How I Got the Shot: Troy Shinn on Looking Up
Every now and then, we will give the spotlight to select photos from our awesome fans posted on our Facebook. Troy Shinn's photo above was recently selected, and it received an outpouring of love from amongst our other followers.
We were so awe-struck by it, that we asked Troy to share with us how he shot it. Here's Troy's story.
- Nikon D300s
- Nikon 14-24mm f2.8 lens
- Bogan Manfrotto 3228 Wilderness Tripod with a Manfrotto 229 Super-Pro Head
- Nikon ML-3 Modulite Remote Control Set
- Minolta Auto meter IV F, with 5-degree spot attachment.
I have been taking pictures in Upper and Lower Antelope Canyon for over 16 years now, and one image has always failed me. Either you get the inside of the canyon exposed correctly and the sky blasted, or you get the sky exposed and the canyon under. This was in the film days—sure, you could expose 9 to15 images to get the overall image exposed correctly, and then try to put everything together with Photoshop. But my skill level at that time wasn’t up to speed, so I just stuck with shooting the inside of the Canyons.
When I was introduced to Photomatix, an HDR program, this changed the way I would look at photography. Images that I thought were impossible, were now going to be achievable. So before I went to Antelope Canyon, I started to envision how I could compose the sky and the canyon into an abstract photograph, and make it look different then everyone else’s.
The only spot that I knew to achieve this effect was by Hole-in-the-Rock in Lower Antelope Canyon. I had shot a lot of abstract images around Hole-in-the-Rock over the last 16 years, and I knew that the swirling rock in this area would give me the sky and the colors I was looking for.
I went to Lower Antelope at 8:00am on Thursday morning, the day before my Antelope Canyon Workshop. I started to survey for the image in question, and to see if there were any interesting light areas that I could add to my workshop, which was starting on Friday. I was the first person in—nobody would be coming behind me for at least 30 minutes, and that would be a tour. I walked to the place of the photo above and looked straight up, to make sure that there was no sunlight hitting the canyon walls, as this would mean that there would be no detail in the spots that the sun was hitting, and I would have to wait until later in the day for the sun to be on the other side of the canyon before I could try for another image. There was only sunlight filtering into the canyon at this time.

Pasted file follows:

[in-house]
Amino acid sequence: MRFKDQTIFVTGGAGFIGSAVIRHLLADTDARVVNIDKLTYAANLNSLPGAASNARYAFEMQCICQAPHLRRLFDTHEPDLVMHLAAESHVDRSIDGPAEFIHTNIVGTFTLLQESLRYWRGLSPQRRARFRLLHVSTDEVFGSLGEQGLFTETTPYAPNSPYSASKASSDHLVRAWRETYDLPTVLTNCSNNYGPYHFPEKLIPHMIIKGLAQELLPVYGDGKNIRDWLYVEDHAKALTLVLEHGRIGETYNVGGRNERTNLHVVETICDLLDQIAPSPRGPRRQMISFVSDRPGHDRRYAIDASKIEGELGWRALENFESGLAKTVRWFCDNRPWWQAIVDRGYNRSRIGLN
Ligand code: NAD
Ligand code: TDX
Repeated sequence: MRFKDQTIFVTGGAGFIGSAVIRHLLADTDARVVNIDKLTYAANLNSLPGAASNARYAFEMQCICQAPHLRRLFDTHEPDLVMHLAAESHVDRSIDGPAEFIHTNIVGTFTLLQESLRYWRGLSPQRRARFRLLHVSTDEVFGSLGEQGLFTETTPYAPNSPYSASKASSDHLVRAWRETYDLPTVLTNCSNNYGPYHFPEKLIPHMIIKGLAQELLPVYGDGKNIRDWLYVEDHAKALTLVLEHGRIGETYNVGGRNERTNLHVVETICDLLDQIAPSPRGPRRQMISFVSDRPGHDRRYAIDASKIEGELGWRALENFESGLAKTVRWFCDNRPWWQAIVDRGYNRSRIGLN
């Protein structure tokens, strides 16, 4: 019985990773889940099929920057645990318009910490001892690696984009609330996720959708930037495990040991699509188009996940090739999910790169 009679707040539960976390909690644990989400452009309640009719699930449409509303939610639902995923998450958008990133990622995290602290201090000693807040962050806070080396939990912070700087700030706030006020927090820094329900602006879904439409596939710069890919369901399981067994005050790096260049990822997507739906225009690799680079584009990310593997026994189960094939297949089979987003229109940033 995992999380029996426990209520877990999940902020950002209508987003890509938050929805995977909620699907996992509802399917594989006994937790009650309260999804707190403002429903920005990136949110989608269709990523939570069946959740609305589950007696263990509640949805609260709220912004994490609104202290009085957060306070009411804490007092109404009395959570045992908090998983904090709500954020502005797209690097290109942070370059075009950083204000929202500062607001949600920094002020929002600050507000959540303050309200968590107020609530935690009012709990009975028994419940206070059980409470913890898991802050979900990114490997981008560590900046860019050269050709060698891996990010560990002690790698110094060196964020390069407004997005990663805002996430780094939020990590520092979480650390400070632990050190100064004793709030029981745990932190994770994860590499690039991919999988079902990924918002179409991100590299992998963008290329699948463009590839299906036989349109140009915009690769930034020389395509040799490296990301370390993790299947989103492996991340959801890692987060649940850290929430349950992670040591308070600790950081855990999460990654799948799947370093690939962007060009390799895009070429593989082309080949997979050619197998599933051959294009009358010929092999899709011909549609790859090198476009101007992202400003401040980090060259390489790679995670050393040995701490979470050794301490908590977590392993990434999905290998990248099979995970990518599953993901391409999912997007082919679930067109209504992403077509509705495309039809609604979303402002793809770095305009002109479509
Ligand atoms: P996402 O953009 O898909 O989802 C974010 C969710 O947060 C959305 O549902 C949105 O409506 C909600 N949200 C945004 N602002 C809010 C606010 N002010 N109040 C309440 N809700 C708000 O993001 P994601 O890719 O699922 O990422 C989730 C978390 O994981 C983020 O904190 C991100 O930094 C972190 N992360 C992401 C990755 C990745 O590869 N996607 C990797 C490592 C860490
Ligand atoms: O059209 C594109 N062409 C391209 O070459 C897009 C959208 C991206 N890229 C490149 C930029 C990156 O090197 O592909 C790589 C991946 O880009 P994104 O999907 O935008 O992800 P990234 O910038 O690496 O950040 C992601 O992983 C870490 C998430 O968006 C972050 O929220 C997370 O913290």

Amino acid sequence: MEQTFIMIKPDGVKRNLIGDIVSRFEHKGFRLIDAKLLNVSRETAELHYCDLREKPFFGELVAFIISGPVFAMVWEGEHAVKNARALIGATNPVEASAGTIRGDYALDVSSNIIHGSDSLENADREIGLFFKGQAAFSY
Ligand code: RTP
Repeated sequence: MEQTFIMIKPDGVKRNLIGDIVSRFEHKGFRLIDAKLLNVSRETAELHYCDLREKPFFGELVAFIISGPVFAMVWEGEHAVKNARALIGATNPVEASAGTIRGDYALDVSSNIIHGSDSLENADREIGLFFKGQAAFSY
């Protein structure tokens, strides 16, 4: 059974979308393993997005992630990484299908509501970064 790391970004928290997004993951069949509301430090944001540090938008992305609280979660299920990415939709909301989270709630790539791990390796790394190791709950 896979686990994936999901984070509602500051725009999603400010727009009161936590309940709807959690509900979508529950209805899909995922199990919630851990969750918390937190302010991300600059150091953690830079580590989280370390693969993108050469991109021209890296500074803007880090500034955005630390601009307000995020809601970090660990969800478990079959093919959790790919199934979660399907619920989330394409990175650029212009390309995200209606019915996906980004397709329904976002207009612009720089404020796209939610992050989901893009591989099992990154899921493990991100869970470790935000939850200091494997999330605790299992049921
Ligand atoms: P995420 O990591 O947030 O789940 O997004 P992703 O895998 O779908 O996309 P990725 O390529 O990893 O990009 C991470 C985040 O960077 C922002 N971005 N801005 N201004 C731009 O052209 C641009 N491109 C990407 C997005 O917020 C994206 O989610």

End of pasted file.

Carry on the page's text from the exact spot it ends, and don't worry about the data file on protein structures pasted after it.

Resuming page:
I then took my Bogen 3228 Tripod, which I had modified by cutting the center post shorter and adding 3 straps just under the head, so that I could hang my Tamrac backpack off the bottom with a carabineer. That would keep my equipment off the sand-covered floor, and help to weigh down the tripod for a long exposure. I had to attach the camera to the tripod head backwards, so that I could get the camera to look straight up at the sky. I composed the image and blew all the sand off the lens. I knew that at some point I was going to have an exposure of 60 at f/16, due to the sky—I wanted it to be blue and I knew that the Sunny 16 rule would come into play for the color, so I set the f-stop to 16 for all my shots. Next, I took out my Minolta auto meter IV F with the 5-degree spot attachment. I started taking readings off the walls. My first exposure was 3 sec at f/16 and ISO 100. I shot nine images varying in 1/2 stops and 1/3 stops.
I also looked at my camera meter, and I started taking some of the shots 2 stops underexposed for my 9 series, then I also did 1 stop under. After I had the underexposed images all set, I started shooting the series overexposed, to get closer to the 60-at-16 rule. This is how I made sure that I had a good range of images to put together the final image.
You also have to remember that I had to keep blowing the sand off the lens, otherwise you would have these little speckles of sand causing lens flair everywhere.
The first image I produced from the series of images was the one I composed of the original image, and it looked good. But it was missing something. So I revisited the image and started rotating it. When I rotated the image to the 90°-clockwise position, it popped out at me. It didn’t look unreal, and people who have been to Antelope Canyon would still see this as a real image.
I took several different images and exposures to achieve the final image. Even in the post production of the HDR, I mixed and matched exposures from different series of the bracketed shots, in order to make the image come together.
The post production was a bit complicated. I had to go through all the images and make sure that the ones I was going to use didn’t have any lens flair or sand spots. I needed a good range of exposures to put the HDR into play that would give me both my blue sky, and the canyon properly exposed. I went through several different scenarios with different files, trying to get the exposure with the sky and the canyon correctly. The final HDR image was 12 images, and the sky was still not the blue you see. After I tone-mapped the image, I brought it into CS 5, and I color-corrected the image with levels and curves, letting the sky go out into the cyan side of things. After the canyon colors looked good, I made a selection of just the sky, and brought the blues out with color-selection layers and levels. Here is the original, before I fixed the sky and rotated it.
The image at the opening of this story is my final result.
Disclaimer: The opinions expressed in this piece do not necessarily reflect the views of B&H Photo Video Pro Audio